Rhode Island   0.4%          0.3%               0.3%             0.87   26
     Idaho          0.5%          0.5%               0.5%             0.85   27
     Arkansas       1.0%          0.9%               1.0%             0.85   28
     Colorado       1.6%          1.7%               2.0%             0.84   29
     Minnesota      1.8%          1.9%               2.3%             0.84   30
     Montana        0.3%          0.2%               0.3%             0.84   31
     Tennessee      2.1%          1.9%               2.3%             0.83   32
     Kansas         1.0%          0.9%               1.0%             0.82   33
     Texas          7.2%          6.8%               8.4%             0.81   34
     Kentucky       1.5%          1.1%               1.4%             0.81   35
     Ohio           4.0%          3.1%               3.9%             0.78   36
     Nebraska       0.6%          0.5%               0.7%             0.77   37
     Alaska         0.2%          0.2%               0.2%             0.77   38
     Arizona        1.9%          1.7%               2.3%             0.76   39
     Wisconsin      2.0%          1.5%               2.0%             0.76   40
     New Hampshire  0.4%          0.3%               0.5%             0.73   41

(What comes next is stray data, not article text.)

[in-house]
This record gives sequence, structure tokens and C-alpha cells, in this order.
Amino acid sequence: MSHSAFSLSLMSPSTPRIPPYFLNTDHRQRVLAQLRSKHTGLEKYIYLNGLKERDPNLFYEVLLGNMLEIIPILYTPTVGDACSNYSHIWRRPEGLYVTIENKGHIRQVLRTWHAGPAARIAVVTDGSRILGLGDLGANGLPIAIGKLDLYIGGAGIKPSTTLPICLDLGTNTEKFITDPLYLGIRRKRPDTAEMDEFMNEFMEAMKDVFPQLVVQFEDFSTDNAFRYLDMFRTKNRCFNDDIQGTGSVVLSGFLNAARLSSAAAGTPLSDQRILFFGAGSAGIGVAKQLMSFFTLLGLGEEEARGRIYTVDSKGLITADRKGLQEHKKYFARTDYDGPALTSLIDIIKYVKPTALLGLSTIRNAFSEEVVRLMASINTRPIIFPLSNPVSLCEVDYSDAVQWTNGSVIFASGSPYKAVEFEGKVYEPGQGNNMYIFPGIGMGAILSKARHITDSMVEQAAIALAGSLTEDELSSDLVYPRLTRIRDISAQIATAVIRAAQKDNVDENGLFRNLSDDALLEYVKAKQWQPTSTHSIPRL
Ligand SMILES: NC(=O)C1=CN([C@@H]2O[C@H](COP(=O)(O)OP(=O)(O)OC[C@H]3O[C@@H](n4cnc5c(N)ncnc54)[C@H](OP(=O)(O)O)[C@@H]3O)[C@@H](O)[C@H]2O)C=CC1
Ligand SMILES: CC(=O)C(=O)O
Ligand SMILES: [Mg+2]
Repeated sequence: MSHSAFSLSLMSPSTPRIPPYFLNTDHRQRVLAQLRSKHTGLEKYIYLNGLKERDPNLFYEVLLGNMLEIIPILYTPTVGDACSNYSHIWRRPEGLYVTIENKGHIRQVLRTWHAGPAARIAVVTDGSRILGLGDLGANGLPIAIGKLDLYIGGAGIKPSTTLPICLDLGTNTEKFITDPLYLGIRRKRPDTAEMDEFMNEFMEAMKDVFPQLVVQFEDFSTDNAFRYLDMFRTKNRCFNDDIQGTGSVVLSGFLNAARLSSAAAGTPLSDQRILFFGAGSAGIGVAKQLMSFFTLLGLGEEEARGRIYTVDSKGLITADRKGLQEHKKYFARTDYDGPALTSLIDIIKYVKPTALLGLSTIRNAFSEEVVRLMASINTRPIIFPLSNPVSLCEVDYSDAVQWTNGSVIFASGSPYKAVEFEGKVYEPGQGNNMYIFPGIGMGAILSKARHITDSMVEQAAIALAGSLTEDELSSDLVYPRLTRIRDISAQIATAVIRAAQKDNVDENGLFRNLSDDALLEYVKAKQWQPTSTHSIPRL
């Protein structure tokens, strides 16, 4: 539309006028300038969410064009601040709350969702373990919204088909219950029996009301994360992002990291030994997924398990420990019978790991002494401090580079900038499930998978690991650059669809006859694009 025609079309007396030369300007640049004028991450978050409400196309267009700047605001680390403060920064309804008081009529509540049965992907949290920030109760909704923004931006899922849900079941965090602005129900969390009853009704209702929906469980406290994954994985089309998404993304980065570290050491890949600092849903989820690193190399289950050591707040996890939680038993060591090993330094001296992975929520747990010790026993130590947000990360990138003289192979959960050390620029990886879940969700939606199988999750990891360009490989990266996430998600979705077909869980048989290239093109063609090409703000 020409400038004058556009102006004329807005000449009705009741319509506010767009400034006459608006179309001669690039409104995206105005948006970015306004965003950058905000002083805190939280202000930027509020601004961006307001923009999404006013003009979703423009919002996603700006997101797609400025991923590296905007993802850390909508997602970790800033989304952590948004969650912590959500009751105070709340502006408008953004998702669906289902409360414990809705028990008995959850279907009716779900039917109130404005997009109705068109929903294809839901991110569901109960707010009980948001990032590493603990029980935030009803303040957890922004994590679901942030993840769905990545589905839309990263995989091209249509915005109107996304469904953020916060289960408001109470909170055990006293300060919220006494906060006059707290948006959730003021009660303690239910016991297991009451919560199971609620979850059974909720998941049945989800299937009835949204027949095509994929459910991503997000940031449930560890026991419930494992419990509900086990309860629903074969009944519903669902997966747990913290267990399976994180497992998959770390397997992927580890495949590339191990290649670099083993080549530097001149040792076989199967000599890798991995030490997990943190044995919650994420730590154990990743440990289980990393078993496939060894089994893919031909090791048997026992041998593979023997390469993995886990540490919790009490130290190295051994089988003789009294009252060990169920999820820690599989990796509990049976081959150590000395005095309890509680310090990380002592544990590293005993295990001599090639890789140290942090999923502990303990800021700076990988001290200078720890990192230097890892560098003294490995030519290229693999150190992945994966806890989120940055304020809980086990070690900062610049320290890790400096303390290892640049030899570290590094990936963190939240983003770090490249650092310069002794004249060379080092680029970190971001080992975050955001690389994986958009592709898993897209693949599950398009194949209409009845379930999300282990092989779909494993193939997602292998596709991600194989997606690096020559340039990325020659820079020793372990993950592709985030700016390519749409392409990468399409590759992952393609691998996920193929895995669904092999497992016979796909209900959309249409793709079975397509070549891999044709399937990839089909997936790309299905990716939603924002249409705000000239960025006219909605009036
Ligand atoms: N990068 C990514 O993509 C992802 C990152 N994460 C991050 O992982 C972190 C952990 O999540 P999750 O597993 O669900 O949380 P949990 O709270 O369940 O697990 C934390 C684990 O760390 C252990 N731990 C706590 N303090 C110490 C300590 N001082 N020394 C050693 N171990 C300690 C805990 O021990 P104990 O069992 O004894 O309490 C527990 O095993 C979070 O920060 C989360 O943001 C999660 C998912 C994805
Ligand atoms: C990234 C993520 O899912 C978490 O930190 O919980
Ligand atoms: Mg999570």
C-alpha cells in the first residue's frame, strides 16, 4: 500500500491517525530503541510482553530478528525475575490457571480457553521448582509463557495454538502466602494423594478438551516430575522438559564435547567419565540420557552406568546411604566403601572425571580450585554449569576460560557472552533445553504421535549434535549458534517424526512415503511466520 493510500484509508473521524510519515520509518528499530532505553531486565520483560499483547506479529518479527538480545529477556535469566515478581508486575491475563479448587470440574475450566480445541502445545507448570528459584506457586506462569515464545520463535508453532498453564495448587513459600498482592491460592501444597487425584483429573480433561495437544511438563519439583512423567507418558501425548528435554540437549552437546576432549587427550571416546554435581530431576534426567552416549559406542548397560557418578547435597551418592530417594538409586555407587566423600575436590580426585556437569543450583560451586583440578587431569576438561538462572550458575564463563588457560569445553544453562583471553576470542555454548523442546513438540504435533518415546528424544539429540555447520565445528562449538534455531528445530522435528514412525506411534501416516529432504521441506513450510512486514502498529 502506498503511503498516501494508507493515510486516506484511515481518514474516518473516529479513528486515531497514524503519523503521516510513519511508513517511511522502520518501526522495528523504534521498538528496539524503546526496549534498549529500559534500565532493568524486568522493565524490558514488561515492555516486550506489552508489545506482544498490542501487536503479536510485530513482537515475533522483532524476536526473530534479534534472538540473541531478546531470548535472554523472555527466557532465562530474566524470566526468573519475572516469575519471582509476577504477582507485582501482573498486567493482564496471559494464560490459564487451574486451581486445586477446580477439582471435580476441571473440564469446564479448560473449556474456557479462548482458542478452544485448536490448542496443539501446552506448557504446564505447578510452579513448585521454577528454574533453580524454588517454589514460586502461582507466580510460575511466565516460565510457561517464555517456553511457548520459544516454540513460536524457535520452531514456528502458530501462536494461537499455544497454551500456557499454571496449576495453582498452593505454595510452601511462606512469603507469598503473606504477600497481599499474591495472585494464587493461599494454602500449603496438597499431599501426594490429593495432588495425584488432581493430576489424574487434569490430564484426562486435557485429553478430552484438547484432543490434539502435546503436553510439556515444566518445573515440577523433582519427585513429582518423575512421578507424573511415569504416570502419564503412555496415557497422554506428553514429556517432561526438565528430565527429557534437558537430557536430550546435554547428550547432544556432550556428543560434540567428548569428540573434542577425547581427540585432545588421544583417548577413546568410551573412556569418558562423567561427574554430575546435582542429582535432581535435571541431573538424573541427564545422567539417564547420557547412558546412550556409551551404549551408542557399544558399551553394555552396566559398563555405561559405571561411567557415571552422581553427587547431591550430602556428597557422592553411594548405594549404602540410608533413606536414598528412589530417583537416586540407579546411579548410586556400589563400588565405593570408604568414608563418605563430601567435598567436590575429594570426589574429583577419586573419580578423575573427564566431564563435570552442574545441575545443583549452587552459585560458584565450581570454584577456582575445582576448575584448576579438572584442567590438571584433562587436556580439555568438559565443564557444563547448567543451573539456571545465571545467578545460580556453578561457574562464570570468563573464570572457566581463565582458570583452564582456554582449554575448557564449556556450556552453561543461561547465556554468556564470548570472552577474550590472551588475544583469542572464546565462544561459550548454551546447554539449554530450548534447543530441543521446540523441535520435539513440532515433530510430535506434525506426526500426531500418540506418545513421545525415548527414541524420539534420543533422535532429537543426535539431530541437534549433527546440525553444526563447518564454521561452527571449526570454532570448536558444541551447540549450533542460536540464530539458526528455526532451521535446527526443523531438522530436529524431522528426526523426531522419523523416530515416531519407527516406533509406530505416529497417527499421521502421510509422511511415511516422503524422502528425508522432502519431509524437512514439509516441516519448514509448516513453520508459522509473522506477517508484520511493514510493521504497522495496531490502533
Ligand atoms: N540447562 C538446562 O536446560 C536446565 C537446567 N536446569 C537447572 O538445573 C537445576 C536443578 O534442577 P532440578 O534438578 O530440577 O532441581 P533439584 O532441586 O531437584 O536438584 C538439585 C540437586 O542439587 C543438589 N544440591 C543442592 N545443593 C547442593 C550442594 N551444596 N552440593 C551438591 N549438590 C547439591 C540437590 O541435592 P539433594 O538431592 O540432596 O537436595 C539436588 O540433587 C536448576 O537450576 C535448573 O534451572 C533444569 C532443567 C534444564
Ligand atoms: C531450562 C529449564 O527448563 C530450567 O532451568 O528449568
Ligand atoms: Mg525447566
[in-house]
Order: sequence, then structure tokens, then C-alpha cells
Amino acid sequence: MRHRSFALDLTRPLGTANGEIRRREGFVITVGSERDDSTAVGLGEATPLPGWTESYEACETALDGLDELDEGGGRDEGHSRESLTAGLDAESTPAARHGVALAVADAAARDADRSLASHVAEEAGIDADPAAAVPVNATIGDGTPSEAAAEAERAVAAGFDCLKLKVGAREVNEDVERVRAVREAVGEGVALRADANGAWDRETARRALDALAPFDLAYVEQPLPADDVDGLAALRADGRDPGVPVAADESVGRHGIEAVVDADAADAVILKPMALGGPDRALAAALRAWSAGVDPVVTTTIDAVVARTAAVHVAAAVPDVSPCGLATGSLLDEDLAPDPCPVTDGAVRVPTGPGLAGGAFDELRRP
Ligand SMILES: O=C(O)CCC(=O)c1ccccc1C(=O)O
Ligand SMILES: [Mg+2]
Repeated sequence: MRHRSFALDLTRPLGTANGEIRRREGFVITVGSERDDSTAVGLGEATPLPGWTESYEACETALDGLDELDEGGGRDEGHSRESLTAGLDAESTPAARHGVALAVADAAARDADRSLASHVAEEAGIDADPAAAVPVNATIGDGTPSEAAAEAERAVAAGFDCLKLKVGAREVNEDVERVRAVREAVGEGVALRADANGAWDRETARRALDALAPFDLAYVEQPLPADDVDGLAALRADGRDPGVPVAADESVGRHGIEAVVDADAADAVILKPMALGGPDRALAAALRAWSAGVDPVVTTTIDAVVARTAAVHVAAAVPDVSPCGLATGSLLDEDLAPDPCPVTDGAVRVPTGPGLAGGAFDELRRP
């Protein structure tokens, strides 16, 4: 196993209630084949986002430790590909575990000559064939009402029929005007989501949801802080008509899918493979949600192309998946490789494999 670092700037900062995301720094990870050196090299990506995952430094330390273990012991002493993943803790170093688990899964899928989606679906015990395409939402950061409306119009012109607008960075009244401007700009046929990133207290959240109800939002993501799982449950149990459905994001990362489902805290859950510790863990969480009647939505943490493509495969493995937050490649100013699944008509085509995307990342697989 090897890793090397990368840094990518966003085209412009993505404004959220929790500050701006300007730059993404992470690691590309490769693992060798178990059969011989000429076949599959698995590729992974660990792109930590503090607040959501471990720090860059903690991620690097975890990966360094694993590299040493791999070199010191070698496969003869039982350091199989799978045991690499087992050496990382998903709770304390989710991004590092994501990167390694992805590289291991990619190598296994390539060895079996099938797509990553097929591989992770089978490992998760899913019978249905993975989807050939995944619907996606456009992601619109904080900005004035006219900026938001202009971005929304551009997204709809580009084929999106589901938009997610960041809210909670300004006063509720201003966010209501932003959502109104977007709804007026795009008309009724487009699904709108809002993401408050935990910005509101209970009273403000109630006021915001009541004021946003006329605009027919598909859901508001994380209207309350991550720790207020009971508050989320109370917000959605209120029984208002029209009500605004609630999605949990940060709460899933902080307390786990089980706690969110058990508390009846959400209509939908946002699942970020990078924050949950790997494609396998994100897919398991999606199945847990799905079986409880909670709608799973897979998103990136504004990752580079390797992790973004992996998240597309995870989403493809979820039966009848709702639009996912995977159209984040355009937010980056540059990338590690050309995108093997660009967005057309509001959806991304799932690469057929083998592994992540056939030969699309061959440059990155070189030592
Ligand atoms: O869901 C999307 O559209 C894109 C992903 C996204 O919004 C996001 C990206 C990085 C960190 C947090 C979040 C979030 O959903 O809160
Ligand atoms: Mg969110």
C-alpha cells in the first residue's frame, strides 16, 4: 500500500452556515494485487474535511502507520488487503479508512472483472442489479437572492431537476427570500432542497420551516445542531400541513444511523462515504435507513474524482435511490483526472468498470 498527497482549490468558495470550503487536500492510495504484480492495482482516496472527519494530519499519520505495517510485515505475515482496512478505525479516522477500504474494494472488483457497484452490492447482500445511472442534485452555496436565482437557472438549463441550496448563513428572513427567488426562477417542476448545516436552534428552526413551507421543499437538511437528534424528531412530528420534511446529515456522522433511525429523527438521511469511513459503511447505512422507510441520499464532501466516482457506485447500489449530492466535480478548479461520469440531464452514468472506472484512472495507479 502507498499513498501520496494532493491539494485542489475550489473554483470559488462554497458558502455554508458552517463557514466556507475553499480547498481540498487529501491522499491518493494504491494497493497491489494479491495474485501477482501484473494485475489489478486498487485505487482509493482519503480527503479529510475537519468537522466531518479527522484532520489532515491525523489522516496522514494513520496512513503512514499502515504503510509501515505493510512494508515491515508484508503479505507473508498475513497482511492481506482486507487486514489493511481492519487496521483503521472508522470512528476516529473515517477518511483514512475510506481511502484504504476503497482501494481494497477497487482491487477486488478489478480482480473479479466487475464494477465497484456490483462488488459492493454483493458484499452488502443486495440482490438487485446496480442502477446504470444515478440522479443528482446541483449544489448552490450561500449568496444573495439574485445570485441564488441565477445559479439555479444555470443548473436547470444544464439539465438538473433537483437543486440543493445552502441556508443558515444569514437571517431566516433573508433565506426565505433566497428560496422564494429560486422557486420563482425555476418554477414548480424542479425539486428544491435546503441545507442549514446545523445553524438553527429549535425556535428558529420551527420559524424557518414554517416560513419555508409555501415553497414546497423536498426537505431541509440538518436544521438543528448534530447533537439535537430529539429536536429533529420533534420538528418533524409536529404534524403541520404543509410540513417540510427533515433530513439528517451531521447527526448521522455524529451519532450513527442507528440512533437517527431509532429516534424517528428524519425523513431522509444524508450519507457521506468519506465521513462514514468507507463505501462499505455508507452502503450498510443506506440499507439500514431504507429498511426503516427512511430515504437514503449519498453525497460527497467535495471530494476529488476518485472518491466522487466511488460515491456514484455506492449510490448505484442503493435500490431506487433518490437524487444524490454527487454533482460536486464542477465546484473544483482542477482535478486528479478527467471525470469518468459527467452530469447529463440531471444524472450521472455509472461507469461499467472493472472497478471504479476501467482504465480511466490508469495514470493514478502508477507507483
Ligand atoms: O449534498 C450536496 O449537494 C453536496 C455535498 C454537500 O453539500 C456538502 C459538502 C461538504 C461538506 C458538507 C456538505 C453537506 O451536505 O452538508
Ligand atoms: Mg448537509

Maine          0.5%          0.3%               0.4%             0.73   42
     Mississippi    1.0%          0.7%               1.0%             0.72   43
     Indiana        2.2%          1.7%               2.3%             0.71   44
     Missouri       2.0%          1.7%               2.4%             0.70   45
     New Mexico     0.7%          0.4%               0.6%             0.66   46
     Iowa           1.1%          0.8%               1.2%             0.66   47
     South Dakota   0.3%          0.2%               0.3%             0.65   48
     Vermont        0.2%          0.1%               0.2%             0.61   49
     West Virginia  0.6%          0.3%               0.6%             0.58   50
     North Dakota   0.2%          0.1%               0.3%             0.50   51
     United
      States      100.0%        100.0%             100.0%             1.00
     Source: Calculated at the Center on Wealth and Philanthropy based on
 data from Table 8 of this report.
     The Boston Foundation, Greater Boston's community foundation, is one of
 the oldest and largest community foundations in the nation, with assets of
 over $765 million. In 2005, the Foundation and its donors made more than
 $60 million in grants to nonprofit organizations and received gifts of more
 than $70 million. The Foundation is made up of some 850 separate charitable
 funds established by donors either for the general benefit of the community
 or for special purposes. The Boston Foundation also serves as a major civic
 leader, provider of information, convener, and sponsor of special
 initiatives designed to address the community's and region's most pressing
 challenges. For more information about the Boston Foundation, visit
 http://www.tbf.org or call 617-338-1700.
     The Boston College Center on Wealth and Philanthropy is a
 multidisciplinary research center specializing in the study of
 spirituality, wealth, philanthropy and other aspects of cultural life in an
 age of affluence. Founded in 1970, the Center is a recognized authority on
 the relation between economic wherewithal and philanthropy, the motivations
 for charitable involvement and the underlying meaning of practice of care.
 
 

SOURCE Boston College